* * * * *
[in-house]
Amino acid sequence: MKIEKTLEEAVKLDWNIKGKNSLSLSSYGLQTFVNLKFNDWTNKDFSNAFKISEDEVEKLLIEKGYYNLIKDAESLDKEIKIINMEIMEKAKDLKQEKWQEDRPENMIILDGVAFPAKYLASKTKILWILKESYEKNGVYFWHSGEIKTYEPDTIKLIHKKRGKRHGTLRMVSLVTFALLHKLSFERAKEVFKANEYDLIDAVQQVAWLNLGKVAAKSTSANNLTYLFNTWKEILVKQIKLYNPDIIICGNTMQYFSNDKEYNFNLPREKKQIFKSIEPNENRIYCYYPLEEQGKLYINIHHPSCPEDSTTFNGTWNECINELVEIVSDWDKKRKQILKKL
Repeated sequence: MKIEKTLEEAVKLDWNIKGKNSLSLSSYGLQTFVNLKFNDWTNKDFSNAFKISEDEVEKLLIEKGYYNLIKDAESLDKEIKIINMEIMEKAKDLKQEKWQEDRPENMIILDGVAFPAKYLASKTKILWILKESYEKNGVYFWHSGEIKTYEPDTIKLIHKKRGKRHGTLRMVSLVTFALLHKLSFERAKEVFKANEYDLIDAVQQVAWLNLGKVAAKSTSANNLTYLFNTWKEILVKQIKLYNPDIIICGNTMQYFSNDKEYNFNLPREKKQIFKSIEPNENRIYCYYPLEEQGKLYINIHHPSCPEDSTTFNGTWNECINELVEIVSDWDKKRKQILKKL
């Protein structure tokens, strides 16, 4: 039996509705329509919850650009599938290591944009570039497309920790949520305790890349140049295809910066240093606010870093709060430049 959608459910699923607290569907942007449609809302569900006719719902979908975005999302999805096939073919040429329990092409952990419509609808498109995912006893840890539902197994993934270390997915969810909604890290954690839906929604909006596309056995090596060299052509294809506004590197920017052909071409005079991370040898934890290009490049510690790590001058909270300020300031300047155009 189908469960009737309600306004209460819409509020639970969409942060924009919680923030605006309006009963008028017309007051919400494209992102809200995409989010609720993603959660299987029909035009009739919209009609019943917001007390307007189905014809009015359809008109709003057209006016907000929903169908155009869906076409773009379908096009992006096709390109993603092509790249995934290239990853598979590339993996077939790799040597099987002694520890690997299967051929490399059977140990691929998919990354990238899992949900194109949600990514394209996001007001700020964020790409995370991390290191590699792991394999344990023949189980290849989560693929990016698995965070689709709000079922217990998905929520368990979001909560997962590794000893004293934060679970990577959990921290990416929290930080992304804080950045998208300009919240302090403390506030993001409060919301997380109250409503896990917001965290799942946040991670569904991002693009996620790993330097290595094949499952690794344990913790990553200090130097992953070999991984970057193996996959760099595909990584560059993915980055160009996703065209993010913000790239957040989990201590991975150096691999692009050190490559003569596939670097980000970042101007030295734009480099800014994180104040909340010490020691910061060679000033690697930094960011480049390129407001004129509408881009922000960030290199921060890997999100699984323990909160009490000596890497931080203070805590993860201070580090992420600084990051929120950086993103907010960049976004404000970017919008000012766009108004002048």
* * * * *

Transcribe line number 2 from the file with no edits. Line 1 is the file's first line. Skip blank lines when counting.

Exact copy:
Amino acid sequence: MKIEKTLEEAVKLDWNIKGKNSLSLSSYGLQTFVNLKFNDWTNKDFSNAFKISEDEVEKLLIEKGYYNLIKDAESLDKEIKIINMEIMEKAKDLKQEKWQEDRPENMIILDGVAFPAKYLASKTKILWILKESYEKNGVYFWHSGEIKTYEPDTIKLIHKKRGKRHGTLRMVSLVTFALLHKLSFERAKEVFKANEYDLIDAVQQVAWLNLGKVAAKSTSANNLTYLFNTWKEILVKQIKLYNPDIIICGNTMQYFSNDKEYNFNLPREKKQIFKSIEPNENRIYCYYPLEEQGKLYINIHHPSCPEDSTTFNGTWNECINELVEIVSDWDKKRKQILKKL